by J.J. Cooper
Coming into the first week of the season, everyone expected that the Patriots’ offensive line might struggle a little. New England had traded away guard Logan Mankins and his six Pro Bowl appearances to the Bucs in the preseason under the theory that it's better to trade too soon than too late. Also, longtime offensive line coach/miracle worker Dante Scarnecchia retired.
So it wasn't surprising that the Patriots' offensive line was shaky in a surprising loss to the Dolphins. The surprise was where the problems began.
The interior of the Patriots’ line is supposed to be the problem. Rookie Jordan Devey started at one guard spot. Marcus Cannon, who also serves as a backup tackle, started at the other guard spot and Ryan Wendell was at center. And yes, they weren’t very good against the Dolphins.
But it’s the tackles that should be the strength of the Patriots offensive line. Last Sunday Nate Solder and Sebastian Vollmer were problems, not solutions. Of the four sacks the Patriots gave up, Solder was beaten twice and Vollmer was beaten for another.
Solder was having the most problems, although Vollmer wasn’t putting together a Munoz-ian performance himself.
Vollmer was very solid in pass protection last year, so there’s reason to think that his rough week is just a one-time issue.
But Solder’s problems are more disconcerting. The Patriots’ 2011 first-round pick gave up 9.5 sacks last season, most of which came when he was beaten by simple speed rushes around the edge. With a 37-year-old quarterback in Tom Brady, the Patriots need their left tackle to develop a little bit more reliability. Solder has plenty of athleticism for a left tackle, but as you can see with both of the sacks he gave up last week, his punch is not stopping or even slowing rushers.
WE’RE BACK: Welcome back to another year of Under Pressure. We’ll take a look at who’s given up sacks and how long those sacks are taking. If you’re new to Under Pressure, here’s a quick breakdown of how sacks are divided. If you’ve read Under Pressure for years, thanks for reading and here’s a reminder. Short sacks are those that take 2.5 seconds or less. Sacks of 2.6 to 3.1 seconds are “normal” or medium sacks. And long sacks are those that take 3.2 seconds or more.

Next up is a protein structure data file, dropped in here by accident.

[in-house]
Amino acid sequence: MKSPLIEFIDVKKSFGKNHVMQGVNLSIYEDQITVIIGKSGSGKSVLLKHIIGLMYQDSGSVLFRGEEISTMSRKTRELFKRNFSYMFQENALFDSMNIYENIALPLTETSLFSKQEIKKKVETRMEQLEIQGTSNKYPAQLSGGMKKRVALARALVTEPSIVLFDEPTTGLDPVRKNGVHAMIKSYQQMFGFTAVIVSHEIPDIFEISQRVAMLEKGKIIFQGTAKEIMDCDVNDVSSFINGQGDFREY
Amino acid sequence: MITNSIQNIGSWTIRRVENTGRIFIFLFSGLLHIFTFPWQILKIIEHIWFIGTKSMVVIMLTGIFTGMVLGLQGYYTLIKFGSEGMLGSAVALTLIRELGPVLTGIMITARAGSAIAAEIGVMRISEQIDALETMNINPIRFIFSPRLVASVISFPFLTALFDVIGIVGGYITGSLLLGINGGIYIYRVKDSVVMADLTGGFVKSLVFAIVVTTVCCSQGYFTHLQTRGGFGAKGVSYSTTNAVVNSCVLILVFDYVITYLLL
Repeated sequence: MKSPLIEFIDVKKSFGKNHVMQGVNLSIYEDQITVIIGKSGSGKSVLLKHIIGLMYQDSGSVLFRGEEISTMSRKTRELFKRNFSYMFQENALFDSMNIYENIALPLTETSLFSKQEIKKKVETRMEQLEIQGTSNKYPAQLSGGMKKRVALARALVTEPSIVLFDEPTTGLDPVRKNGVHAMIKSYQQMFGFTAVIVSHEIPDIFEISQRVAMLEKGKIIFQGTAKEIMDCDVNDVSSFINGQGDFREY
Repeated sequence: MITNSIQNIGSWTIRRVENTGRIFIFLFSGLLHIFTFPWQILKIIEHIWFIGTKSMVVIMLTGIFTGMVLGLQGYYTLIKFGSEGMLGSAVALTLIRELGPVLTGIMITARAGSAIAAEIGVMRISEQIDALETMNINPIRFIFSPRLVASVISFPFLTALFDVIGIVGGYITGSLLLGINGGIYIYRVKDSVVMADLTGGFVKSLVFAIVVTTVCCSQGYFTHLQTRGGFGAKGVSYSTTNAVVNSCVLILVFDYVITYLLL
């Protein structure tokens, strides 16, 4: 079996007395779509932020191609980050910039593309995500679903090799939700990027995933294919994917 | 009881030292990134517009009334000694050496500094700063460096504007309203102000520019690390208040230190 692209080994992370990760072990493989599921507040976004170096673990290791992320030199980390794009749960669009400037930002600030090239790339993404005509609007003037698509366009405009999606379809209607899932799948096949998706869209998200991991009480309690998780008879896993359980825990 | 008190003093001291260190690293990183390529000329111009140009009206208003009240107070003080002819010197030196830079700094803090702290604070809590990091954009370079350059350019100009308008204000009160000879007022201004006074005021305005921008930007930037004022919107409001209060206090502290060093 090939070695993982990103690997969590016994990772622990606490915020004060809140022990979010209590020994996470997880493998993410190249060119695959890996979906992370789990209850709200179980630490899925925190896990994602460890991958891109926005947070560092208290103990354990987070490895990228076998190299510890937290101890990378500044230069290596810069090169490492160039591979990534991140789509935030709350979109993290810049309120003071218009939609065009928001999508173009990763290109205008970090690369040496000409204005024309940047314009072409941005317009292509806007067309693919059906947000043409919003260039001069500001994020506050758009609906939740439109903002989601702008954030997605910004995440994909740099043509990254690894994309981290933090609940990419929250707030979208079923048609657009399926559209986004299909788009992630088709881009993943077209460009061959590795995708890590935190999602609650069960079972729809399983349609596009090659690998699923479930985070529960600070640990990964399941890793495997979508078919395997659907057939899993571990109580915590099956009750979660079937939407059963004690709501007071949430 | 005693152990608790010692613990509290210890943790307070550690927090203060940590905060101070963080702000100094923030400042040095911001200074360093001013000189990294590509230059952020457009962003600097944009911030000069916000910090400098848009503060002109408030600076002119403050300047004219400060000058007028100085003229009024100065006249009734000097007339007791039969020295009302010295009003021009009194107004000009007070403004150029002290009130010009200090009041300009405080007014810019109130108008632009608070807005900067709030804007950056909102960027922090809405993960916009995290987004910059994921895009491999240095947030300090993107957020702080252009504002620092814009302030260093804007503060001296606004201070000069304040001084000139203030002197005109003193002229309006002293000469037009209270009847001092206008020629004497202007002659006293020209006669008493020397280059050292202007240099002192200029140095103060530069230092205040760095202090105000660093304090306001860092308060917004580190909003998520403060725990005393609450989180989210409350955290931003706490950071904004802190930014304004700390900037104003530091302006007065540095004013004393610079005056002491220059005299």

Those times split sacks into roughly equal thirds. Last year, there were 425 short sacks (32.8 percent), 413 medium sacks (31.9 percent) and 457 long sacks (35.3 percent). In the first week, Brady, Eagles quarterback Nick Foles and Steelers quarterback Ben Roethlisberger all had three short sacks to lead the league. Browns quarterback Brian Hoyer was the only quarterback with three long sacks.
LONG SACK OF THE WEEK: The longest sack of Week 1 is one of the more embarrassing and more famous sacks you’ll see in quite a while. With eight seconds left in the second quarter, the Ravens were virtually assured of at least three points. Flacco had one shot to try to score a touchdown before settling for the field goal. In a worst-case scenario, if no one was open he just needed to throw the ball away.
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Instead, he managed to run around for 9.2 seconds before being tripped up 4 yards behind the line of scrimmage. With 0:00 showing on the clock, Flacco’s lack of awareness cost the Ravens a likely three points.
To fully explain how egregious this sack was, it’s the only sack of the week that would have run out the clock. Flacco’s 9.2-second sack was 3.9 seconds longer than any other sack in Week 1. We’d run a GIF of the play, but loading a 9.2-second sack would take forever and might bust through any data cap you have on your mobile plan.
SHORT SACK OF THE WEEK: Being a center is never an easy job. You have to snap the ball on time and accurately, bark out line calls and then deal with a defensive lineman who often outweighs you.
It’s a rough job, but Chris Myers failed in many ways on a second-quarter play against the Redskins. First, Myers’ snap to quarterback Ryan Fitzpatrick was low. Fitzpatrick dropped it, then had to scoop it up.
By itself, that might have ruined the play. The fact that Myers followed up his poor snap by failing to do more than breath on Jason Hatcher made it much, much worse. Hatcher flew by Myers for a sack only 1.5 seconds after the snap.
(Note: Under Pressure will appear biweekly rather than weekly this season, with future editions covering two weeks of sacks at a time.